"Her biggest challenge will not be Republicans in the Legislature who desire to block and impede her efforts, but fellow Democrats who will clamor to raise taxes to spare pet programs from the budget ax. Gregoire the candidate said she would not raise taxes. How hard will she fight to live up to that promise? Raising taxes is the last thing we need in this dour economy." - Seattle Times (Re-elected Gov. Christine Gregoire has tough work ahead)
With the prospect of a projected $3.2 billion budget problem growing even larger after this month's revenue forecast, some in Olympia are already talking about tax increases - this only two days removed from the election. According to the Seattle Times (Gregoire's next big test: balancing budget without raising taxes):
. . . Senate Majority Leader Lisa Brown, D-Spokane, didn't rule out the prospect of tax or fee increases.
Brown also said lawmakers could look at targeted taxes or fees, or consider ending certain tax exemptions.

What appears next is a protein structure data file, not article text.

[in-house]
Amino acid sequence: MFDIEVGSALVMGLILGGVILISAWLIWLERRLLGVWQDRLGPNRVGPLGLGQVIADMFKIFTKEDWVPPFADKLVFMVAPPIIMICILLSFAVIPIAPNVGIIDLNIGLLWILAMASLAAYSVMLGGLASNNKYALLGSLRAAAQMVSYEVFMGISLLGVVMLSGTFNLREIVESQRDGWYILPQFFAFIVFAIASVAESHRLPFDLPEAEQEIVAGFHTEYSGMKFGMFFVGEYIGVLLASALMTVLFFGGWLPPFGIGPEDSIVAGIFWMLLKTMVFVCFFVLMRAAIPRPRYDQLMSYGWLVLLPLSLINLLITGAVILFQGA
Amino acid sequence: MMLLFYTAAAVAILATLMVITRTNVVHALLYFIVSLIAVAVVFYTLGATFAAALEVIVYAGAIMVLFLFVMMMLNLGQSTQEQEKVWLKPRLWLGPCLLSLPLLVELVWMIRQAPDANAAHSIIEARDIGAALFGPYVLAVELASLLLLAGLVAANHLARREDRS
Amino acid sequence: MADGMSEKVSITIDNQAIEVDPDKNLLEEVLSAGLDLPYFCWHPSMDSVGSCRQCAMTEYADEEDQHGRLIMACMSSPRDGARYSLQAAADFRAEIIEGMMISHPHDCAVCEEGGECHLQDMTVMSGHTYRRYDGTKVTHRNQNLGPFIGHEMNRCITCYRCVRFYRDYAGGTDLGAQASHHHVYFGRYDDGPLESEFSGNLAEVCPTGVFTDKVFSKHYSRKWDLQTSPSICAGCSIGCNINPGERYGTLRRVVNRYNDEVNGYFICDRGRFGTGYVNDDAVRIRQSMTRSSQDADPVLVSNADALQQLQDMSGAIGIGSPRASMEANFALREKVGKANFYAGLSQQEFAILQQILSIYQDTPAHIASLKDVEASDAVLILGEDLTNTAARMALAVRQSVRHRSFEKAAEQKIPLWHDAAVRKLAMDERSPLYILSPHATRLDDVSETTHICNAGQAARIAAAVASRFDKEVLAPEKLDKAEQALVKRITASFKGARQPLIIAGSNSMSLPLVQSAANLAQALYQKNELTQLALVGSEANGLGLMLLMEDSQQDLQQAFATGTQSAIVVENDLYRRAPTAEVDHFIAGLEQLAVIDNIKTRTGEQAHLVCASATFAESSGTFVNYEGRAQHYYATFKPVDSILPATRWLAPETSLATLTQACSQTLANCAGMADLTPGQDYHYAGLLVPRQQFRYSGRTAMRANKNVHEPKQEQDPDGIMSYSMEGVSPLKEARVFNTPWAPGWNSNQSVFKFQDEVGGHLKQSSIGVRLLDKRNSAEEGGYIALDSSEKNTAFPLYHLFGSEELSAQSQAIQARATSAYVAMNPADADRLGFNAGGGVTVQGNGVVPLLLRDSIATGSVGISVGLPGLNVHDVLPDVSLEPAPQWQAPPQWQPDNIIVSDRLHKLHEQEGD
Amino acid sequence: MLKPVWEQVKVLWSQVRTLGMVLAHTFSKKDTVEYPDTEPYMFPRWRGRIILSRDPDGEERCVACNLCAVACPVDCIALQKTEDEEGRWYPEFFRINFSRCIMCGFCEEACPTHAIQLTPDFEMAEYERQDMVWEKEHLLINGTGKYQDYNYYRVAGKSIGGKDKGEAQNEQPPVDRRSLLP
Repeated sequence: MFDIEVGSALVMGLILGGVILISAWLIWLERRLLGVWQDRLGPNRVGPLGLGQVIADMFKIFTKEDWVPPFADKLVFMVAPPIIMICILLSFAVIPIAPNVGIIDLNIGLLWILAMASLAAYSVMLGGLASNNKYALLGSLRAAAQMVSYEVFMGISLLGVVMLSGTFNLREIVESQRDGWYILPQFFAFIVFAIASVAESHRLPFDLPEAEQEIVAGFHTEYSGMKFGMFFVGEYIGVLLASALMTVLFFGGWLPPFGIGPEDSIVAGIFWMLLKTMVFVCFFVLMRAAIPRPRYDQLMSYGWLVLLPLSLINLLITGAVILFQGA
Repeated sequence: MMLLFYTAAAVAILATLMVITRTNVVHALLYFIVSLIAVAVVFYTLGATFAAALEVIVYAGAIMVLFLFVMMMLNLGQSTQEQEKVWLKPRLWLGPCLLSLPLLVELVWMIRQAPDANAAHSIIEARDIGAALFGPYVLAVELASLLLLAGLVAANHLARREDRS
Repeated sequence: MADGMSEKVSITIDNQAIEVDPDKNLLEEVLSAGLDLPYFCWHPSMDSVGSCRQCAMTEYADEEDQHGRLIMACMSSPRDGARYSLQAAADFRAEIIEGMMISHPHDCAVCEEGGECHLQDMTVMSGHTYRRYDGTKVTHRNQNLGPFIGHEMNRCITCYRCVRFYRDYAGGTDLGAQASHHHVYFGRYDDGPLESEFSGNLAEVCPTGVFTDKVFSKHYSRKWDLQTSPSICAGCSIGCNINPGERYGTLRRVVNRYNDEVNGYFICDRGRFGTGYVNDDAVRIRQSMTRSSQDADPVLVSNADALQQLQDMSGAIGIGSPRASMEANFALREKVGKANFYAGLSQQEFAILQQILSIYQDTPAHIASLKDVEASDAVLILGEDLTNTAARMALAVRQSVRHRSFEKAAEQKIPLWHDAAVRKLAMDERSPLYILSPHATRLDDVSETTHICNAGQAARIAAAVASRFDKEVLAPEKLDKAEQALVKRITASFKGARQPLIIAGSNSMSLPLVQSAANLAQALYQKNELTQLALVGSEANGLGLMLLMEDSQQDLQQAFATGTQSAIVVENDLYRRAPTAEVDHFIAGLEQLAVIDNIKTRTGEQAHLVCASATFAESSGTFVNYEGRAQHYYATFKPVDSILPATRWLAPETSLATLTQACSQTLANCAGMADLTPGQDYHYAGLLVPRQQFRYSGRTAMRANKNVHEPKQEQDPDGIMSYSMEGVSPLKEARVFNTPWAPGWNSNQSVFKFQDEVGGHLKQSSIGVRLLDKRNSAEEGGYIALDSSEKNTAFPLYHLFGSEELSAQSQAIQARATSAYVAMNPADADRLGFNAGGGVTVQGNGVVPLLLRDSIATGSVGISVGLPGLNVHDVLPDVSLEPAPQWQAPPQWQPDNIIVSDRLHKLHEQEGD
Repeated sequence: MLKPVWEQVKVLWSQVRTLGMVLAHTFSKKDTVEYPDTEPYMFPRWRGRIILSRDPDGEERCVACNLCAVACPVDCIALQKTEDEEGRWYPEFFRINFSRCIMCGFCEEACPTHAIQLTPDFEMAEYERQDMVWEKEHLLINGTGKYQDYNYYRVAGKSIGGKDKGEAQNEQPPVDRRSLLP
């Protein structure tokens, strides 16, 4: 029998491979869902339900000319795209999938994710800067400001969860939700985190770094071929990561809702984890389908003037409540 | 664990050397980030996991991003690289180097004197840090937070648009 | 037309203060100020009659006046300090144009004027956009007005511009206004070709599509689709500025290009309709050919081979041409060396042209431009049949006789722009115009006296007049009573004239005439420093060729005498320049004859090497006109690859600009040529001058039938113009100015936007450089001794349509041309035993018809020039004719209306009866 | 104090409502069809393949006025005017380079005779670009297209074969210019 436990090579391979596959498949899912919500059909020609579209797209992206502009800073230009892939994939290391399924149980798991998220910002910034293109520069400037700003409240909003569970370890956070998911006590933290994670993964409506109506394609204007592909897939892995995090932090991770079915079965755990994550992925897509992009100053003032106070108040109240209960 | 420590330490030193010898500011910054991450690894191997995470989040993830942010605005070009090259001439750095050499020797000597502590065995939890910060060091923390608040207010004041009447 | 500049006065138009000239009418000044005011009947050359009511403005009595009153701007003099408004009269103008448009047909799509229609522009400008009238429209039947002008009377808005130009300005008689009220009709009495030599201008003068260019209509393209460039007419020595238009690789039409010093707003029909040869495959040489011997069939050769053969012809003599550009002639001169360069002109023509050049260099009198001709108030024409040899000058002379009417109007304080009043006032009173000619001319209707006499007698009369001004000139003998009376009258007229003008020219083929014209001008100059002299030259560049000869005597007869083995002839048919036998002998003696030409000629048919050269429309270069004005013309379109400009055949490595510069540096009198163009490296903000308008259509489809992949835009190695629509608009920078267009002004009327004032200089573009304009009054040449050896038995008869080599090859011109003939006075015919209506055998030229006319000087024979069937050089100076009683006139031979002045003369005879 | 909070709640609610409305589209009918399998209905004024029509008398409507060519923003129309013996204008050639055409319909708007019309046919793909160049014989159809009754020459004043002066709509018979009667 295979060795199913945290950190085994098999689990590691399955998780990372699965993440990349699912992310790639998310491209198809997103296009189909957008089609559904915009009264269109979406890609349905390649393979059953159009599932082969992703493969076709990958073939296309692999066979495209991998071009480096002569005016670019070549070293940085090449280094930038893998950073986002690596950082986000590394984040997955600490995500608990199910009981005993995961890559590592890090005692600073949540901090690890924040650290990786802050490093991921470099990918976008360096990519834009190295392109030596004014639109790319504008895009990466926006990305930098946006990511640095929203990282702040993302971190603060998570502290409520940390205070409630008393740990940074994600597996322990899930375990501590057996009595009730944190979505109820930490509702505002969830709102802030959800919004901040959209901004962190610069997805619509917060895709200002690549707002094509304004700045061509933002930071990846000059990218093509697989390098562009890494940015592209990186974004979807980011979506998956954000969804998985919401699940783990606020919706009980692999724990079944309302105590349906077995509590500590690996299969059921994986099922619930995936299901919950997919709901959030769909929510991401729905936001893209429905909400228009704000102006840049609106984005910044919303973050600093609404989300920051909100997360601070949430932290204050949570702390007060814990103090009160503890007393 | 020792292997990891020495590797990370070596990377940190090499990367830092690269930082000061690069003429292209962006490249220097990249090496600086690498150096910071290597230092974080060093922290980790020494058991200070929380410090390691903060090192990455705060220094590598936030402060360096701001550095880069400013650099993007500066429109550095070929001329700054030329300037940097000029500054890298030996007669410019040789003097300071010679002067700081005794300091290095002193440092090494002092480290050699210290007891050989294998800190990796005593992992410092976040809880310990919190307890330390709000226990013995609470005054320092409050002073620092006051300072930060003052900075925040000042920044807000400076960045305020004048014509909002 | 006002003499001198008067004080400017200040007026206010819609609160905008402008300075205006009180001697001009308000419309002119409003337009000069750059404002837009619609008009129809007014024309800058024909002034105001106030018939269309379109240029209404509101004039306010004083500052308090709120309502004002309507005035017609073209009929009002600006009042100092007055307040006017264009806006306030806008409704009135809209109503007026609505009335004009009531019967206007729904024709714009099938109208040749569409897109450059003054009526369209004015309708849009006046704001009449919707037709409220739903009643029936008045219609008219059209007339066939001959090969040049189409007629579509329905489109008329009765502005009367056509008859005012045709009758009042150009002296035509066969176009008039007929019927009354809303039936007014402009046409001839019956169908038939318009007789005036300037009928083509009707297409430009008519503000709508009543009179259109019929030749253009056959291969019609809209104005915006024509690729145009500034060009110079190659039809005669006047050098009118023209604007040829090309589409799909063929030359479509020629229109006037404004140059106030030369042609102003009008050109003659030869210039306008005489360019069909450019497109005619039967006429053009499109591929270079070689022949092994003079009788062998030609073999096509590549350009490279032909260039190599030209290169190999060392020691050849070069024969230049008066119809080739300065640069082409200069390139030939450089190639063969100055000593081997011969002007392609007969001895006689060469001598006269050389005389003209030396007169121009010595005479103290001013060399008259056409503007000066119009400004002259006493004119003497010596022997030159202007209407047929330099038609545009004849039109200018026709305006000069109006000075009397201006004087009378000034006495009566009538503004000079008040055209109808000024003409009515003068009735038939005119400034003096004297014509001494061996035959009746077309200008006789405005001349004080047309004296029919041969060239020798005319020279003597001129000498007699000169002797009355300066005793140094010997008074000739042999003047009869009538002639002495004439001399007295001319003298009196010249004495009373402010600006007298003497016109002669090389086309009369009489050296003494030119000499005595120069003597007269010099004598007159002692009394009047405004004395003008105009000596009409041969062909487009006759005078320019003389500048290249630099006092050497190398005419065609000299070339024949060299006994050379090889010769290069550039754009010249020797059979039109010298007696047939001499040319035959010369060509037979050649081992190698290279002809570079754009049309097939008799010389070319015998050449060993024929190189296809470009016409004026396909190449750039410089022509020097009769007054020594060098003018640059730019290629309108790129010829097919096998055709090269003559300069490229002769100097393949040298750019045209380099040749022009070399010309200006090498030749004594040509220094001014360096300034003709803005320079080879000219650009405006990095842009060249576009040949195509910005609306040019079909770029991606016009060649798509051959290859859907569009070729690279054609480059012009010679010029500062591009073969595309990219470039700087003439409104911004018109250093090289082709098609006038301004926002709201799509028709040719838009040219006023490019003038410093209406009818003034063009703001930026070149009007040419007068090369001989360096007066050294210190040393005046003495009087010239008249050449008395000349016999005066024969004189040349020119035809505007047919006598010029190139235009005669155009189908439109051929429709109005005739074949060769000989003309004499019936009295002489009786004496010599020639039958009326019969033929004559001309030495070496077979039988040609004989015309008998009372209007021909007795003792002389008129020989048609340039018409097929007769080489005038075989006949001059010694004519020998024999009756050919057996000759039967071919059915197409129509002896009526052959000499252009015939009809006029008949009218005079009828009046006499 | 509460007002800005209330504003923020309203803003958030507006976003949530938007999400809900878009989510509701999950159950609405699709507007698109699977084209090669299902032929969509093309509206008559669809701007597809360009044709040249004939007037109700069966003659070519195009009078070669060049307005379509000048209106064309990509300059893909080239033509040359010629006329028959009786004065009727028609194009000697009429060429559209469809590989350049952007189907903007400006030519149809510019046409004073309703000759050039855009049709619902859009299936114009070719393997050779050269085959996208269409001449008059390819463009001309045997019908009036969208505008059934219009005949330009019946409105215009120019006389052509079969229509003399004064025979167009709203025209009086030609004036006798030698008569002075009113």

"If you look at a tax exemption and you decide you need to close it or limit it somehow, is that raising a tax? Some of it comes down to definitions," she said.
Gregoire was pretty explicit during the campaign when pressed on whether she'd support increasing taxes or fees next year. She said no and reaffirmed the vow Wednesday.
"Now is not the time you put taxes on people," she said, adding that during the campaign she has met people across the state who are suffering from the economic problems that have shaken the nation.
Still, some Democrats see wiggle room for the governor.
Paul Berendt, a former chairman of the state Democratic Party, said he thinks Gregoire and lawmakers could put together a tax package that would help balance the budget and support new programs — and send it to voters.